Thursday, 05 December 2019 07:55

Farmers in the gun from new laws

Written by  Nigel Malthus
North Canterbury Deerstalkers member Andy Gillies on the Deer Association stand at the 2019 NZ Agricultural Show, aimed at alerting farmers to arms-control legislation which they say will unwittingly make criminals of many. North Canterbury Deerstalkers member Andy Gillies on the Deer Association stand at the 2019 NZ Agricultural Show, aimed at alerting farmers to arms-control legislation which they say will unwittingly make criminals of many.

Many farmers still don’t realise how they may be affected by the new gun laws, claims Ian Brabbs, president of the North Canterbury Deerstalkers Association.

The association, along with the Council Of Licensed Firearms Owners (COLFO) and other groups, put up a stall at the recent NZ Agricultural Show in Christchurch, saying it’s not just “military-style” automatic weapons affected by the Government’s buyback scheme. 

They say farmers who have legally held firearms for years on farm may effectively become criminals when the buyback scheme ends on December 20.

When Rural News dropped by early on the first day the three-day show, they said they had already spoken to a number of “older, not computer-literate” firearm-owning farmers with “no clue” about the reach of the new rules.

“If you have a shotgun with a seven-round magazine, it has to be five rounds or it’s prohibited,” said Brabbs.

Some weapons could be modified by a gunsmith to make them comply. But if the local gunsmith already has five years work in the queue, owners will be in breach when the buyback scheme ends, he said.

Andy Gillies, a member of the Deerstalkers Association and other firearms clubs, was helping man the stall at the show. He described the buyback scheme as a “confiscation”. 

“Because it’s not a buyback,” Gillies told Rural News. “To say it’s a buyback implies the [police] own them in the first place.”

Among other proposed rules is a return to the licensing of individual firearms.

“We used to have registration for individual firearms. The police threw it out because it just didn’t work,” Brabbs said.

Another proposal is that all gun clubs and shooting ranges would have to be certified, which Brabbs claimed could catch out farmers having their mates round on a Sunday afternoon.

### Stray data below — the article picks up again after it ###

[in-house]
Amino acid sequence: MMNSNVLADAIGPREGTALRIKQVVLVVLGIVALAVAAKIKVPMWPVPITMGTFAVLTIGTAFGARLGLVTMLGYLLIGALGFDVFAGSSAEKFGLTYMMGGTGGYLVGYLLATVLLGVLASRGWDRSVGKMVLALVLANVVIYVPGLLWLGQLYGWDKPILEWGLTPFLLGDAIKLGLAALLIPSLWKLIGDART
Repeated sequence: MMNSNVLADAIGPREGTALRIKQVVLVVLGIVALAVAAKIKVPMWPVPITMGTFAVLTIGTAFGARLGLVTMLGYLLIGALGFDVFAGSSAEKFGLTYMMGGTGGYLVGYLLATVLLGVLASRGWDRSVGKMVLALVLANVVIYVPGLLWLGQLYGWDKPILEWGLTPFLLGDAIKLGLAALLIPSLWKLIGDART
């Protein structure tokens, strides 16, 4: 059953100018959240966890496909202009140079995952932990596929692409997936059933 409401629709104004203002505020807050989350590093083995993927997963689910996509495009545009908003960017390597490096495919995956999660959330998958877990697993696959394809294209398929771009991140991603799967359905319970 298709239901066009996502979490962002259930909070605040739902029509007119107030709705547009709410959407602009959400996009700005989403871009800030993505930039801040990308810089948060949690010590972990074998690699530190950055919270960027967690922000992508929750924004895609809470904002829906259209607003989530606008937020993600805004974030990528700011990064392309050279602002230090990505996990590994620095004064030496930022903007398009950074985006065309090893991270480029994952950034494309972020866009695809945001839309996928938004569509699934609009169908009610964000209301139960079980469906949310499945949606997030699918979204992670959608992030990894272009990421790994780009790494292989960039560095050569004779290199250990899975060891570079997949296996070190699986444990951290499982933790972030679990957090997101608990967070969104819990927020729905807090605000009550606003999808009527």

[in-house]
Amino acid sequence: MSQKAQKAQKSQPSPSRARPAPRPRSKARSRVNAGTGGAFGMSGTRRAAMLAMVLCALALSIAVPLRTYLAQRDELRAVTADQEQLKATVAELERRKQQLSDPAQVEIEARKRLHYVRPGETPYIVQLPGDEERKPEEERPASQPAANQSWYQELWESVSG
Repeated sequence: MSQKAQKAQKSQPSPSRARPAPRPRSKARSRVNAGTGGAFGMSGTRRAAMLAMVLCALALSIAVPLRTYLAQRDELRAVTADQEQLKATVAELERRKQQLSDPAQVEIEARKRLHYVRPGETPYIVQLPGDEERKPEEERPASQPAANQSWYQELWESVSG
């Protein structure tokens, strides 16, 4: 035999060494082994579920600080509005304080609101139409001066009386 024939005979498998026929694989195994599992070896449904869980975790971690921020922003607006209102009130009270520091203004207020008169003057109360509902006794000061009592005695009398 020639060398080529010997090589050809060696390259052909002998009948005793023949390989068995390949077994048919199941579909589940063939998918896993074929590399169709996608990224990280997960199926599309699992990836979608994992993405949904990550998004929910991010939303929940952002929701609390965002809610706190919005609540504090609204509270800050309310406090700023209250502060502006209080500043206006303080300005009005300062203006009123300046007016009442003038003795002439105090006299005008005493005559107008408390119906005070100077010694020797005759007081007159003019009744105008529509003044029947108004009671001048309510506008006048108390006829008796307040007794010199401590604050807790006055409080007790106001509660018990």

“If they put up a target in the back paddock and have half a dozen people come round, that’s suddenly a rifle range,” he told Rural News. “They’re in breach if that’s not certified.”

Brabbs said the Royal Commission set up after the March 15 shooting was not due to report until after the Arms Act amendments have been “rushed” through Parliament.

“So they are amending things. They’ve got no idea what the Royal Commission is going to say are the actual important issues.”

COLFO spokeswoman Nicole McKee said the ban on semi-automatic centrefire rifles – except for pest control operators who qualify for a special endorsement – was already having an effect on pest numbers on South Island farms. 

She says farmers could get together with their mates for a weekend shoot, but single-shot weapons could not give the same kill rate as semi-automatics.

“Farmers are using bolt-action firearms and they’re not getting the quick follow-up shot,” she told Rural News. “The animals are dispersing and very few of them are being euthanised at the same rate.”

McKee said they were already hearing of increased erosion, crops starting to be destroyed and pigs getting at newborn lambs.

She had also heard of farmers being denied the endorsement that would allow them to continue to use centrefire semis, because they could not say that at least 80% of their business was pest control.

Hunters to help out

The Deerstalkers Association is promoting a new ‘Farmer Assist’ programme where farmers who need help to tackle a pest problem can link up with approved hunters to do the job.

The scheme aims to provide farmers with a professional-standard service for no fee. 

It runs through an online board where farmers can post details of a proposed job. Accredited hunters can register their interest and the farmer then gets to choose who he engages.

DA members wanting to take part have to commit to the programme’s safety, animal welfare and ethical hunting requirements, and undergo a competency assessment.

DA says the introduction of the programme was staggered across the country to ensure a substantial resource base of qualified members able to cover any farmer request, but it is now operational everywhere.

Ian Brabbs said the scheme means that farmers can decide who gets onto their property. The approved hunters will also know that anyone else they see hunting there would be poachers who need to be reported.

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Shot in the foot

As many in the know predicted, the police have made a hash of the gun buy-back.



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